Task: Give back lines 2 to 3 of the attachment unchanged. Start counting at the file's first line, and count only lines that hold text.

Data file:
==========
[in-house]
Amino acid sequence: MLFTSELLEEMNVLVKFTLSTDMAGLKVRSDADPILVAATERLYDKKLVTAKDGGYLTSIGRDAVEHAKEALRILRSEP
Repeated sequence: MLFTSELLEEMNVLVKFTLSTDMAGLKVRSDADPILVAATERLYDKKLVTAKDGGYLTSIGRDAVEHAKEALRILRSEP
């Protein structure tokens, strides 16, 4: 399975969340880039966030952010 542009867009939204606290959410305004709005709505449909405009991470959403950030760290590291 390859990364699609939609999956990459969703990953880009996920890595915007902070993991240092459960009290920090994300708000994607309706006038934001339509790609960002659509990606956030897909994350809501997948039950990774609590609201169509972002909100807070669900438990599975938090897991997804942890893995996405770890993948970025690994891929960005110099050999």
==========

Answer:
Amino acid sequence: MLFTSELLEEMNVLVKFTLSTDMAGLKVRSDADPILVAATERLYDKKLVTAKDGGYLTSIGRDAVEHAKEALRILRSEP
Repeated sequence: MLFTSELLEEMNVLVKFTLSTDMAGLKVRSDADPILVAATERLYDKKLVTAKDGGYLTSIGRDAVEHAKEALRILRSEP